Spencer Petras isn’t buying it.
The Iowa quarterback understands the Penn State team the Hawkeyes face Saturday is off to a rare 0-4 start, but he doesn’t see an 0-4 team when he watches the Nittany Lions on tape.
“The worst thing we could do would be to take these guys lightly because they’re a really talented team and have some really good players,” Petras said. “They’re going to bring a good fight, so we need to be ready.”
Petras expects to see plenty of blitzing from a Penn State defense that has found itself working in tough conditions created by an offense which has turned the ball over nine times through four games.
Many of those turnovers have come in the first half and have created short-field situations that would test any defense.
The Nittany Lions have responded with a traditional aggressive approach.
Penn State’s defense is third in the Big Ten with 10 sacks and matches Iowa at seventh in the conference with 24 tackles for a loss.
Linebacker Brandon Smith and defensive end Shaka Toney share the team lead with a pair of sacks apiece, but eight players have contributed sacks and 14 Nittany Lions have recorded tackles behind the line of scrimmage.
“A lot of pressure, they will bring a lot of pressure,” Petras said. “They like to blitz and they’ll bring anything. I have to make sure I’m familiar with all the looks and knowing what plays we want to run and what plays we don’t according to the look we get.”
Petras has been given time to work by Iowa’s offensive line.
The Hawkeyes’ first-year starting quarterback has been sacked just three times through four games.
“The line, the receivers, the tight ends, they’ve all done a good job with their blocking and doing their part to give us a chance to make plays,” Petras said.
That will need to continue.
Iowa coach Kirk Ferentz has spent the week trying to get his team to look beyond Penn State’s first 0-4 start in two decades as it prepares for the 2:30 p.m. game at Beaver Stadium in University Park, Pa.
“I can’t remember ever being on the field where their guys don’t look good and play well and play hard and are good at every position,” Ferentz said.
The Iowa coach said there probably was a time when Penn State didn’t field a quality football team, joking that probably was a time “before electricity.”
Ferentz sees some electric potential in this year’s Nittany Lions that hasn’t translated into bottom-line success, largely because of the team’s turnover troubles.
“All you have to do is look at the film. When our guys look at the film, unless they are just delusional they are seeing what we are seeing, guys that are good football players and things that are not quite just clicking yet,” Ferentz said.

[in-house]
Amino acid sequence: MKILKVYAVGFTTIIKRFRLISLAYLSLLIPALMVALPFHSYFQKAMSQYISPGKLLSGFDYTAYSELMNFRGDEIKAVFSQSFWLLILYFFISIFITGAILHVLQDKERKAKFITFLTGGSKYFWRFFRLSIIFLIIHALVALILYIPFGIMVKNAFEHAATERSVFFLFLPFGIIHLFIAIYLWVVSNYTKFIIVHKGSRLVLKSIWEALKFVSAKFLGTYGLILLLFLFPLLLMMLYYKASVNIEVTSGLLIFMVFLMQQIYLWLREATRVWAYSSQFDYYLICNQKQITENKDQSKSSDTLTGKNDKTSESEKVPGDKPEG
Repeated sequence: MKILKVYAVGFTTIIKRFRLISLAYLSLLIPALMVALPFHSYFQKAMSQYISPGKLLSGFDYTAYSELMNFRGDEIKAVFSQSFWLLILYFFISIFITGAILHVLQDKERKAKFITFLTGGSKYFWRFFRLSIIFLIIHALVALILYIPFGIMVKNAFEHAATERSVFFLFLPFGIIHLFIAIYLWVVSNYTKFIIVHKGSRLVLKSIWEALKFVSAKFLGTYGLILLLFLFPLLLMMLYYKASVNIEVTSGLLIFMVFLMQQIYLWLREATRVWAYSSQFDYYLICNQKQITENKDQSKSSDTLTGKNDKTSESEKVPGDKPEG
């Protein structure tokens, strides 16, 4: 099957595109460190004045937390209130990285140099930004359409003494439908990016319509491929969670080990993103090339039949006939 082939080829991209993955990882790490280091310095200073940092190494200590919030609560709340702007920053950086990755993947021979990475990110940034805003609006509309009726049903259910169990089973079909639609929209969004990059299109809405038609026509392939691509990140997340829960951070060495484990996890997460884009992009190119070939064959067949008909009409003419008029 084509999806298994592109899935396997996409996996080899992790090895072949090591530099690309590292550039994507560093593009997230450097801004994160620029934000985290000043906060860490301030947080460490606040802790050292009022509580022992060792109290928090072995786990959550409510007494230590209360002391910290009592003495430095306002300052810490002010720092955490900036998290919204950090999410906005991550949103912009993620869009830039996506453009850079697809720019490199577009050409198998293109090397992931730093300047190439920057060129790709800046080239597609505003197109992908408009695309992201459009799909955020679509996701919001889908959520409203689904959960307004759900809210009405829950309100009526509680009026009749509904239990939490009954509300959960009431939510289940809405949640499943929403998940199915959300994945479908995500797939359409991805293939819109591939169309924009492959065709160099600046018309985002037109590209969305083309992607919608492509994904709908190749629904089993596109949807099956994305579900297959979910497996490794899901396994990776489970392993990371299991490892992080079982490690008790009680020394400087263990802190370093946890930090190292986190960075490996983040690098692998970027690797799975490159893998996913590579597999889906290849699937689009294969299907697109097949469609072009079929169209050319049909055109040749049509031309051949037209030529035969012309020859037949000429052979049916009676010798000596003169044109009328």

“My guess is that it is going to click for them at some point. I just hope it isn’t this Saturday. We haven’t beaten these guys in a long time, nearly a decade, and there is a reason for that. They are a good football team and we will have to be at our best to have a chance to win.”
Although the last three games between the teams have been decided by one possession, the Hawkeyes have lost six straight to the Nittany Lions since winning a 24-3 game at Kinnick Stadium in 2010.
Iowa’s last win at Beaver Stadium came one year earlier by a 21-10 score.
“Any game in the Big Ten is a hard game to win,” Hawkeye linebacker Seth Benson said. “We can’t even look at their record. We just have to know that every game, we’re going to have to go out there and earn it.”
Even with only a handful of fans in the stands at cavernous 106,572-seat Beaver Stadium, Petras said the challenge is magnified being on the road.
“You need to have a special road focus and make sure that you are locked in,” Petras said. “Their record is almost irrelevant. They’re a really talented team that has been close in a lot of these games.”
Receiver Tyrone Tracy Jr. said the Hawkeyes get that.
“They’re still Penn State,” Tracy said. “… We have to treat this as if they’re 4-0 and seventh ranked in the nation. We’re taking this as if they’re not 0-4, that it’s the same Penn State team that has beaten us the last few years. We have to look at it that way.”
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